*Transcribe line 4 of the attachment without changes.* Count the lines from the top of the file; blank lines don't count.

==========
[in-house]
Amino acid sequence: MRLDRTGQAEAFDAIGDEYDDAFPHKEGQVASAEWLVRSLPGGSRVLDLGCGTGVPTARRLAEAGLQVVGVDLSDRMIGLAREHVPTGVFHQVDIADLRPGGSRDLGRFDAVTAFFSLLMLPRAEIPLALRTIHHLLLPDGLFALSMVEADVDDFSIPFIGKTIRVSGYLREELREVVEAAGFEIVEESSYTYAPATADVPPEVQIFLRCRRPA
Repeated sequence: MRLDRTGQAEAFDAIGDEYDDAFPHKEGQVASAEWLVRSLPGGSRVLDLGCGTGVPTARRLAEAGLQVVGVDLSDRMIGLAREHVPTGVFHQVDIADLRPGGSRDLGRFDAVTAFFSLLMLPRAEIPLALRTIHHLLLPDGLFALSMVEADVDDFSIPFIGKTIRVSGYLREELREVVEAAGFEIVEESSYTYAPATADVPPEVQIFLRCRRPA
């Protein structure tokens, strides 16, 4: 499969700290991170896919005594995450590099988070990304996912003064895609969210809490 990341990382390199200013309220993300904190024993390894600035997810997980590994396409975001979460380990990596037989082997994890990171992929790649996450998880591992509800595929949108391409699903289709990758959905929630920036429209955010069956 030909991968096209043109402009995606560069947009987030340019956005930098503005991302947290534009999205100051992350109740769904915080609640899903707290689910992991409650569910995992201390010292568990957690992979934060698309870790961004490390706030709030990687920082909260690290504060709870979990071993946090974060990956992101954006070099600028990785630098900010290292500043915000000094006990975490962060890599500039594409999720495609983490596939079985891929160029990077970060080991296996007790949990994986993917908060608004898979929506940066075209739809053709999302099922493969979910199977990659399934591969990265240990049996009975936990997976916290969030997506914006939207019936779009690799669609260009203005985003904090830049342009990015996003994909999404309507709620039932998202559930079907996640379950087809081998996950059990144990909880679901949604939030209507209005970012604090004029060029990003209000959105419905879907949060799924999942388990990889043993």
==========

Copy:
């Protein structure tokens, strides 16, 4: 499969700290991170896919005594995450590099988070990304996912003064895609969210809490 990341990382390199200013309220993300904190024993390894600035997810997980590994396409975001979460380990990596037989082997994890990171992929790649996450998880591992509800595929949108391409699903289709990758959905929630920036429209955010069956 030909991968096209043109402009995606560069947009987030340019956005930098503005991302947290534009999205100051992350109740769904915080609640899903707290689910992991409650569910995992201390010292568990957690992979934060698309870790961004490390706030709030990687920082909260690290504060709870979990071993946090974060990956992101954006070099600028990785630098900010290292500043915000000094006990975490962060890599500039594409999720495609983490596939079985891929160029990077970060080991296996007790949990994986993917908060608004898979929506940066075209739809053709999302099922493969979910199977990659399934591969990265240990049996009975936990997976916290969030997506914006939207019936779009690799669609260009203005985003904090830049342009990015996003994909999404309507709620039932998202559930079907996640379950087809081998996950059990144990909880679901949604939030209507209005970012604090004029060029990003209000959105419905879907949060799924999942388990990889043993």